If you ask me, the only way to truly enjoy an RV road trip is to do it with friends. How else would you play pictionary, card games and taboo as you relax in the sofa set at the back while one person (reluctantly) drives the RV? Or feed on hot parathas coming right off the stove while on the road? I can't tell you how much we laughed as our pressure cooker let out the whistle as soon as we reached the top of Hurricane Ridge in Olympic NP, much to the amusement of our fellow Americans. Or how much we enjoyed fresh chai and snacks as we waited at the entrance gates while everyone around us seemed frustrated by the long wait. However, I must add that it is dangerous to cook while the RV is moving and one ought to be really careful and not attempt to cook especially on winding roads. The other benefits of RV include the pleasure of using the loo whenever you want without having to look for a restroom exit which is never in sight for many miles whenever you have to pee. However, if you are constantly moving around in the RV or try to sit in the opposite direction of the movement, it could cause motion sickness. And finally, you better get along really well with your friends, as you got to live with them in a really confined space for the entire duration of the trip. We had good company which made for a really fun trip.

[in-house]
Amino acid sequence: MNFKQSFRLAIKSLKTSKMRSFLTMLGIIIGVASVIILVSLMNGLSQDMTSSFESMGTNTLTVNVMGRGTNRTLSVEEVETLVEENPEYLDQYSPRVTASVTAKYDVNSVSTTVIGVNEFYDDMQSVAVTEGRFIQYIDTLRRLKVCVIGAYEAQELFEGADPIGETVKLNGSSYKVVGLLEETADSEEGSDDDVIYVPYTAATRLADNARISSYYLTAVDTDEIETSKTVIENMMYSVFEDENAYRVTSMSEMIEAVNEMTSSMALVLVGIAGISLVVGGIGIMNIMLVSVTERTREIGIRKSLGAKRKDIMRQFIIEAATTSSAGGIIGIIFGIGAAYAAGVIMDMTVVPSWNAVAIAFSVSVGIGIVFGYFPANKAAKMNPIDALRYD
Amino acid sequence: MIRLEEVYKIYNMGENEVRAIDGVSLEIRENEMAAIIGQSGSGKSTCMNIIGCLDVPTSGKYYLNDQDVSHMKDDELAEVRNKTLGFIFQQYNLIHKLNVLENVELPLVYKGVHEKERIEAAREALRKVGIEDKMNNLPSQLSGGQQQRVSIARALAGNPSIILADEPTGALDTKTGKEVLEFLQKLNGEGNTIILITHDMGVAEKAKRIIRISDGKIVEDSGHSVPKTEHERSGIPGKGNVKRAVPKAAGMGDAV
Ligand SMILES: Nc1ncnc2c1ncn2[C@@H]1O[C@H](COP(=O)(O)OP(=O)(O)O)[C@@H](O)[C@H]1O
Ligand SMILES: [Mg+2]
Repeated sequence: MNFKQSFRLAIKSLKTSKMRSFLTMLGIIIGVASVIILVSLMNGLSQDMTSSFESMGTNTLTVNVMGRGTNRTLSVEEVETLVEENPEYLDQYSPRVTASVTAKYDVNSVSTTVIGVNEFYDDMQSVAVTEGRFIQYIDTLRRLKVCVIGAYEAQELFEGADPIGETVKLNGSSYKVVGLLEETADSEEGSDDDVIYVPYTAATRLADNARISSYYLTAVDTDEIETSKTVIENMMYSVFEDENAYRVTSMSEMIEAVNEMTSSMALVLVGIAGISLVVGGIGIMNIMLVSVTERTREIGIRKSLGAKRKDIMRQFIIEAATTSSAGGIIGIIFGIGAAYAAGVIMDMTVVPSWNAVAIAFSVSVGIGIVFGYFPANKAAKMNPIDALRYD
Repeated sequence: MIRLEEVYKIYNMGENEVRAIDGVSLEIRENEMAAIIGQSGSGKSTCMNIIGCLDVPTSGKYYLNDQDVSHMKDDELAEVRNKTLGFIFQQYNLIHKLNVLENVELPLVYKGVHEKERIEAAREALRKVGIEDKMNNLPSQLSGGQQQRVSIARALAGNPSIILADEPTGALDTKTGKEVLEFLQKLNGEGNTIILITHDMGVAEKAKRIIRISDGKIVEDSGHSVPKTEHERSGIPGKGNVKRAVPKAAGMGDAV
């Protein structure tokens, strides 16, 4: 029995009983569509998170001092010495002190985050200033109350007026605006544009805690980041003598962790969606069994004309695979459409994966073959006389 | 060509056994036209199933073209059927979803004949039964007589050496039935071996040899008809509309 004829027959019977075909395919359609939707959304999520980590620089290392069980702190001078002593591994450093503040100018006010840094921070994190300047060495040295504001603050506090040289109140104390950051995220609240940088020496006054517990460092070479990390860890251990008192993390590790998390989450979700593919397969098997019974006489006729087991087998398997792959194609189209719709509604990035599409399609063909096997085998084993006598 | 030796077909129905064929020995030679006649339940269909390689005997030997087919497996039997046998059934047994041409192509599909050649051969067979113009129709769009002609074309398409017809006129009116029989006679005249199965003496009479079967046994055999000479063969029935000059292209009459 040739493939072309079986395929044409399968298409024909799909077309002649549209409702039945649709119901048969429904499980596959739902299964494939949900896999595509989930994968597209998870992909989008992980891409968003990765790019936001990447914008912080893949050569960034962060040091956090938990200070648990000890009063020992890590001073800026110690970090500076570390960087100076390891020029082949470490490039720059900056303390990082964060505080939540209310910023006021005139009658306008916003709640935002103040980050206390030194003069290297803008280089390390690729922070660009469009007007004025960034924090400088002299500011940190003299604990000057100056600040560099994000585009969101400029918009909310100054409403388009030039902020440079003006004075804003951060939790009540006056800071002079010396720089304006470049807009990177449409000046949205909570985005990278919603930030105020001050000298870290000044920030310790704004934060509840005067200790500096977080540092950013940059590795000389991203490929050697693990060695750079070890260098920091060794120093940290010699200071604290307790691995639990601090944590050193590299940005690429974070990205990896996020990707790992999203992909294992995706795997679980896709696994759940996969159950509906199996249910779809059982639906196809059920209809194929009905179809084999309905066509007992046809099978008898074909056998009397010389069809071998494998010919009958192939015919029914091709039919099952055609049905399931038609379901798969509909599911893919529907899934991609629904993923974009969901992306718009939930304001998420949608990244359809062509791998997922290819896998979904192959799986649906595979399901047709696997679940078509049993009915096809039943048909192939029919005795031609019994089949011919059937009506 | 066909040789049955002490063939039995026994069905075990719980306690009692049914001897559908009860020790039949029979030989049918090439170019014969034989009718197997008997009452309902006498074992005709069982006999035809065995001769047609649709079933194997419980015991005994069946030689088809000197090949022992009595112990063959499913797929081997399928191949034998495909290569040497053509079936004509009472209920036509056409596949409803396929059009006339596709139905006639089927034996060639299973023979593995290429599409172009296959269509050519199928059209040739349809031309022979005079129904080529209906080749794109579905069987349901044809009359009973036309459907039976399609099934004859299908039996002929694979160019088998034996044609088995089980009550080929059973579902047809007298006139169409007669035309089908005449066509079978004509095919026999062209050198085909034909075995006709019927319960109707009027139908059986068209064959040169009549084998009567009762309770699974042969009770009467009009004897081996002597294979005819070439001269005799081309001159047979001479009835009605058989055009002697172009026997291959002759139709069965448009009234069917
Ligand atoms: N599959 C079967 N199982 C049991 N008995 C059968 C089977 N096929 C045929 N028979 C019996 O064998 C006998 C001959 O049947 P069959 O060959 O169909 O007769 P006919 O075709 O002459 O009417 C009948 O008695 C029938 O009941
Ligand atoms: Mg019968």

So many 'Meals-on-the go' in this kitchen!


Sofa set where we played pictionary, cards, taboo etc.
Bathroom
Though RV had all the amenities we could ask for and they took care of even fine details such as reading lights, exhaust fans, exterior awning lights and provided several plug points both inside and outside the RV, I realized I am more of a tent camping person who loves waking up in our small tent and cooking in the open air. As I get older, I might appreciate the comforts on an RV more than I do now. But, that doesn't take anything away from the fact that it was a fun trip and I would most likely do it again.


Our fun little group
Tempted to do an RV road trip with your gang? Plan your trip into the wilderness soon!

P.S: Allow for 2-3 hours of time to rent the RV as you typically watch the video on to-dos and not-to-dos while driving the RV and then wait for someone to walk you through the various hookups related to water, electricity and sewer again while giving you a tour of the RV. You better pay attention while you can instead of trying to get a signal in the wilderness to watch a you-tube video on how to empty the sewer tank :)

Popular Posts